Nathan’s current adventure revolves around his ancestor Sir Francis Drake (a real person, by the way). It turns out Sir Francis has a secret treasure that will require adventure all over the world to find. In this case, Nathan’s quest for the treasure began as a young boy, and was the catalyst for him to meet Sully and start his treasure hunting career!
It takes a long time before we learn what this treasure is or why it’s important, but you’re definitely not the only one who wants it! Your arch nemesis is Katherine Marlowe and her right hand thug Talbot. Each time you take a step closer to the treasure, Marlowe is hot on your heals with hired pirates, mercenaries, and well dressed henchman (and they are surprisingly well dressed given the nature of their dirty work in the grimiest of locations)!
I’ve played countless games, and Uncharted 3 is one of a handful that flows like a movie. Even though Drake’s Deception is a serious time commitment from beginning to end, it stays interesting right through, and I think it’s one of the most creative games in this genre. The bruise fisted archeologist concept is as old as video games themselves, but each chapter finds new ways to keep the game fresh, and they throw in a few curves for the experienced gamers out there too.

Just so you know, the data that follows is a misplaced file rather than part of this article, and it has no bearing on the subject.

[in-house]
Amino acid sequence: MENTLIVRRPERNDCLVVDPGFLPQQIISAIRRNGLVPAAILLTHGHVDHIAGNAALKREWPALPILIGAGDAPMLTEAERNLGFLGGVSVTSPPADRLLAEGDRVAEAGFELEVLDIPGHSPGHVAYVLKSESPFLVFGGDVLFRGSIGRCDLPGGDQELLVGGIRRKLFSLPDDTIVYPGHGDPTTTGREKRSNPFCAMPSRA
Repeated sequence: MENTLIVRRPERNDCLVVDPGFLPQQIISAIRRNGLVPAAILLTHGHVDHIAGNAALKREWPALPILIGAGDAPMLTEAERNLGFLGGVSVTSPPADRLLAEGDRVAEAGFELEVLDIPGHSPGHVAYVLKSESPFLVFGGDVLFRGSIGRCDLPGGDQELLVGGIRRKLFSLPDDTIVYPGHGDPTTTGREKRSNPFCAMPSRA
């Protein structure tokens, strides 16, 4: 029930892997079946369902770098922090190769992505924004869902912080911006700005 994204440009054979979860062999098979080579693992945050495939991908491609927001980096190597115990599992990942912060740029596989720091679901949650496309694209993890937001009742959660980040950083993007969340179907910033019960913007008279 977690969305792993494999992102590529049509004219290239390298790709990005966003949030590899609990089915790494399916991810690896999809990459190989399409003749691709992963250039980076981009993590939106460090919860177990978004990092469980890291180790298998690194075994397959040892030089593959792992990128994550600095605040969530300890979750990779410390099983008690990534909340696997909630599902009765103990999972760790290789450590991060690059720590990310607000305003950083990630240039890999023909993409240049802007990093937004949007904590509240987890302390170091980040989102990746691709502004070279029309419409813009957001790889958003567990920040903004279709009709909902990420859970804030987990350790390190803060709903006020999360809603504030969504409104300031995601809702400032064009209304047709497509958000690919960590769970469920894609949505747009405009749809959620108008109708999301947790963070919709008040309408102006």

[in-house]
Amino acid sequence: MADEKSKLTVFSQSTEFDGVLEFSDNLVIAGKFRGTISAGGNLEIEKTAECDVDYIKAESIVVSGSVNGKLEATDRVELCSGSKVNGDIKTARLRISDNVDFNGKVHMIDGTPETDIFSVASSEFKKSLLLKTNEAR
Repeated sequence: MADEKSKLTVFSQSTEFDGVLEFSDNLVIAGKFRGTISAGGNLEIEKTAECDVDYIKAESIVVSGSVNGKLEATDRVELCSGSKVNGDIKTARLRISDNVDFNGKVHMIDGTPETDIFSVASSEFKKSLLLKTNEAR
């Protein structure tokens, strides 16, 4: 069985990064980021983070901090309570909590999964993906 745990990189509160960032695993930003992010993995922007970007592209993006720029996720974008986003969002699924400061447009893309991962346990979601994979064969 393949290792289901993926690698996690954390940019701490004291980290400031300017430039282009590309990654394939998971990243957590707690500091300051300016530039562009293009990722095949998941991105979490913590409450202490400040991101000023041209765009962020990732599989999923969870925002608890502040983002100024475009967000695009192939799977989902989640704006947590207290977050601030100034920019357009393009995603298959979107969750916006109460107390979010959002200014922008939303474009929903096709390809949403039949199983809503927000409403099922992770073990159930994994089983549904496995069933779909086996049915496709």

There are four core aspects to the gameplay. The first is all about getting around. As a third person shooter, you will be doing a lot of running, jumping, and wall scaling. It took awhile to get used to the controls, and I admit that my thumbs were red and swollen from the first chase sequence and getting the hang of things. While Uncharted 3 borrowed a lot from the Assassin’s Creed series, what makes it work are the surprises. Like a grenade going off and blasting you to an outside wall clinging for life, or having to scale from room to room in a topsy turvy cruise ship, or just escaping a ruin as you are being chased by poisonous spiders. It just works.